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Stage Dragon: The Hound Of The Baskervilles, Yvonne Arnaud Theatre

Published on: 9 Jun, 2021
Updated on: 9 Jun, 2021

By Ferenc Hepp

Theatre is back in Guildford and I was delighted to attend the Yvonne Arnaud’s first production following the easing of restrictions.

The set up felt very safe and welcoming, with front of house staff taking turns to hold up the QR code to scan in, offering hand sanitiser, and being available to assist all the way to your seat with a reduced capacity to aid social distancing.

Stefan Bednarczyk in Siobhan Basset’s The Hound of the Baskervilles. Photography by Craig Fuller.

Even the seats which are not in use have white bows on them rather than signs warning patrons not to sit there, which is so much friendlier.

Siobhan Basset’s The Hound of the Baskervilles is Yvonne Arnaud’s own production, directed by Joanna Read, who is also the theatre’s director.

This is its first self-produced show for a number of years, with the exception of pantomime, therefore very fitting to present this as the opening show following such a turbulent time for the theatre over the past 15 months.

However, this is a very different production from what you would expect from a murder mystery.

The Hound of the Baskervilles was originally a crime novel written by Sir Arthur Conan Doyle featuring the famous duo of Sherlock Holmes and his companion, Dr Watson, originally published in 1902. This is a two-hander involving a husband and wife team of Siobhan Basset (Sara Crowe) and Michael Basset (Stefan Bednarczyk) written by Crowe and presented as if the couple attempted to write a summary of the novel during lockdown with the proviso that they may not have any sound, lighting, set or even an audience.

They play all the characters between them, although as Siobhan is the trained actress, described on one of the slides as having a playing age of 16 to 49 and a voice which is ‘quietly surprising’, takes on the majority, including the protagonist of Dr Watson, as Michael has enough to do providing all the sound effects, some more successfully than others.

Sara Crowe in Siobhan Basset’s The Hound of the Baskervilles. Photography by Craig Fuller.

Crowe and Bednarczyk portray a very convincing married couple with great chemistry and we do feel for Mr Basset when all he wants to do is to play his composition of Dartmoor Rhapsody on the piano at some point in order to accompany their masterpiece before the automatic blackout happens.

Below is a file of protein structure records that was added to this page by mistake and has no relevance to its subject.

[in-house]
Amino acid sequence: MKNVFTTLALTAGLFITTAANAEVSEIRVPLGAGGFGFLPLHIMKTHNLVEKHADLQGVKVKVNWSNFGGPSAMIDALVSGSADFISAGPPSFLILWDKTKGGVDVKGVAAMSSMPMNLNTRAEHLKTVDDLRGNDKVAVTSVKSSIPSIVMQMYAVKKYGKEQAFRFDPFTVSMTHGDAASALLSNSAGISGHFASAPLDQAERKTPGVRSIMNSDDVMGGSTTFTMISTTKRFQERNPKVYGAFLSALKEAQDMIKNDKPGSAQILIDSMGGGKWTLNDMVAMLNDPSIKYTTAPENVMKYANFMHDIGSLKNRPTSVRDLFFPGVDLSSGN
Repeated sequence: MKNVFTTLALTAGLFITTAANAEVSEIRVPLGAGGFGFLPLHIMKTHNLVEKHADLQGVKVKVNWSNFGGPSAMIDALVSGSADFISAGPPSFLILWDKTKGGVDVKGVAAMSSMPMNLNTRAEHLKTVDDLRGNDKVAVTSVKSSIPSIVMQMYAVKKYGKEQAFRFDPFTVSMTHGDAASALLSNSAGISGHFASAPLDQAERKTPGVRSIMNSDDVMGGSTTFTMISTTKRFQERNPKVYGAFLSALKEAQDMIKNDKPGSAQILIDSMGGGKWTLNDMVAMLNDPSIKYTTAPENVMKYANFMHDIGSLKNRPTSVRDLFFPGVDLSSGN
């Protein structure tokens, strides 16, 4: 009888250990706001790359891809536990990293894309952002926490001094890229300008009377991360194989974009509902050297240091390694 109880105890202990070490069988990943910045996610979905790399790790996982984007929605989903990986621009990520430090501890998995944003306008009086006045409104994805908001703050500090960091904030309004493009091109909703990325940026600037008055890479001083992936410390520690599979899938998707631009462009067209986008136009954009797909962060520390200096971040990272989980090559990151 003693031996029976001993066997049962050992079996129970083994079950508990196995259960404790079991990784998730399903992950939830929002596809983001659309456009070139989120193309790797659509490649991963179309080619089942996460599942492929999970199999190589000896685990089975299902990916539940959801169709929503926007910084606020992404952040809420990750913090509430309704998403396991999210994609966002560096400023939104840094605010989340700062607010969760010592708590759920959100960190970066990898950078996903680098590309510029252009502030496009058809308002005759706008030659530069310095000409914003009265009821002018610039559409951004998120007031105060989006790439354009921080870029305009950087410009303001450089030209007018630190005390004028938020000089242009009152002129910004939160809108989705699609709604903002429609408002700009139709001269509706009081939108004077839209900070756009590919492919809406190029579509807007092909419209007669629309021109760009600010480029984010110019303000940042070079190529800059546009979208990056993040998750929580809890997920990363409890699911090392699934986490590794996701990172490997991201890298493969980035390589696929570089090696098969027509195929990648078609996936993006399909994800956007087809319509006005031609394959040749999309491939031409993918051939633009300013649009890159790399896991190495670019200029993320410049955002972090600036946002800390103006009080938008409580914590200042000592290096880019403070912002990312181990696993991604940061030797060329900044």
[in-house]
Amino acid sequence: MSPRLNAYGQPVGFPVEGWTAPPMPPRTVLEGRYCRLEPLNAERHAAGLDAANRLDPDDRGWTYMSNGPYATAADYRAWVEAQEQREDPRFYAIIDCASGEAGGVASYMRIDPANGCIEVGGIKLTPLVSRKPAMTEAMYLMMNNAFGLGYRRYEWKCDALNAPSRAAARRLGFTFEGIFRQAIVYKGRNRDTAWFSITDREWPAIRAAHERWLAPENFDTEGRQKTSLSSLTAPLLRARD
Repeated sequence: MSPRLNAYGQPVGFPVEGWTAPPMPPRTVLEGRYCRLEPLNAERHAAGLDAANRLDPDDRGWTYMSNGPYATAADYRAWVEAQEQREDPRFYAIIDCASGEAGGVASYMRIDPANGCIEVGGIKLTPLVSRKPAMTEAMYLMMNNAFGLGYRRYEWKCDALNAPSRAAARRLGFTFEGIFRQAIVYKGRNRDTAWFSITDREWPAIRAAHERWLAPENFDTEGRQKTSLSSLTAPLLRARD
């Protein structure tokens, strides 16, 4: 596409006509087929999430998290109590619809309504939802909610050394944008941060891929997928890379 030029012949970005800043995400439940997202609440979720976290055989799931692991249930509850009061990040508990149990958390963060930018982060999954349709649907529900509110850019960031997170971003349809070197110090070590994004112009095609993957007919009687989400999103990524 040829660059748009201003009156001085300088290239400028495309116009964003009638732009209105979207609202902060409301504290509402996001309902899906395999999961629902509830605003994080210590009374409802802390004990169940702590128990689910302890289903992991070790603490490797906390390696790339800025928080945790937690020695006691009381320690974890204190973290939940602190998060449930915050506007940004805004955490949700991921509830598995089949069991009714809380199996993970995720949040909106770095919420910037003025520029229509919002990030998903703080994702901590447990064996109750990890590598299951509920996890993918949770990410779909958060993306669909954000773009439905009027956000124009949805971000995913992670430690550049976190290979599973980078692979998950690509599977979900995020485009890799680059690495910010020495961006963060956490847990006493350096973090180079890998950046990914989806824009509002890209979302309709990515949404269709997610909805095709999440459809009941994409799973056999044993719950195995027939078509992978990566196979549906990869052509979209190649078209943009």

They are unable to play all the roles in some of the scenes, so this is when the ‘Brechtian Cushion’ takes centre stage (literally) and other characters are represented by placing a hat or a dog collar onto this cushion.

The comedy is not just verbal, but very much physical and slapstick too. Think of a mixture of The Play That Goes Wrong, a Ray Cooney farce and Showstopper! The Improvised Musical, and you arrive at the style and the humour of this piece.

Both actors come across very naturally, as if they are struggling to get through the plot with props which don’t work and lines which are forgotten. But do not be fooled, this is very difficult to achieve to the level these two have, with some great writing by Crowe, hard work by both throughout to get across the humour of the piece, clever direction by Joanna Read, and perfect comedy timing.

It is understandable that some people are still rather hesitant to get back to the theatre environment at the moment, but this production certainly deserves a bigger audience and in the words of Siobhan Basset herself: “I trust the eloquent artistry of my adaptation speaks for itself”. It certainly does.

The Hound of the Baskervilles runs until Saturday, June 12, and tickets are available via www.yvonne-arnaud.co.uk.

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